This question primarily involves finding the direction of forces in a truss.

Let's give a scenario in Method of Joints

One source I found says that in finding the direction of the source, it would be beneficial to assume everything is tension, if one attains a negative value, the force would simply be in compression.

However, wouldn't this be inaccurate in resolving forces using equilibrium equations (summation of forces along x =0 ; summation of forces along y=0) as they are sign-sensitive?

For example, a truss with several members are given. For the first member, it is assumed that everything is tension; however, it is found that one internal force is compression. With Newton's third law, the adjacent joint will also experience an internal force that is in compression, should I change its direction? Would that not affect summation of forces along x=0 and summation of forces y=0 as mentioned?

Please enlighten me, thank you


1 Answer 1


It doesn't matter if you "guess right" whether each member is in tension and compression. The important thing is that the forces at the ends of each member are equal and opposite, and write all the equilibrium equations consistent with those assumptions.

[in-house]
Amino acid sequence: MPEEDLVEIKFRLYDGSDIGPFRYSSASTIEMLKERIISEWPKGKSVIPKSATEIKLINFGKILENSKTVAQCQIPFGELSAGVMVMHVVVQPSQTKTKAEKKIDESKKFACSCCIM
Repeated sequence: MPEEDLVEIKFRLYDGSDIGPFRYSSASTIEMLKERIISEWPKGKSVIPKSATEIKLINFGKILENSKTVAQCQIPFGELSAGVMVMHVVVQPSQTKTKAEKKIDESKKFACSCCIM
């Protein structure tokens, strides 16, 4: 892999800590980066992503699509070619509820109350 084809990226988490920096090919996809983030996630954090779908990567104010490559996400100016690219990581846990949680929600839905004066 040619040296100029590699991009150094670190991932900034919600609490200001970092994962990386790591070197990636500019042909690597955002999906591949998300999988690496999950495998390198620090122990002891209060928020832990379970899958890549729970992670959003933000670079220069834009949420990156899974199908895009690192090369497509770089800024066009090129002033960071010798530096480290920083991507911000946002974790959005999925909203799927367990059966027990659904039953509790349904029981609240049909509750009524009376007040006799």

If you guess the member is in tension, and you find the force is negative, you have two options:

  1. Don't change the direction of the forces on the diagram, and put the negative number into the equilibrium equation for the other end of the member.
  2. Redraw the diagram with both forces in the opposite direction, and rewrite the two equilibrium equations, so the magnitude of both forces are positive.

Option 1 is usually quicker and neater, since you don't have to keep redrawing the diagram and changing the equations you have already worked out.

Most computer software for analyzing trusses uses the convention that positive force in the members means tension and negative force means compression, so you might as well get used to using that convention when you solve problems by hand.

In practi

  • 1
    $\begingroup$ +1 for clarifying the options so nice. It seems you haven't your final sentence though. $\endgroup$
    – NMech
    Commented Jan 10, 2021 at 22:49

Your Answer

By clicking “Post Your Answer”, you agree to our terms of service and acknowledge you have read our privacy policy.

Not the answer you're looking for? Browse other questions tagged or ask your own question.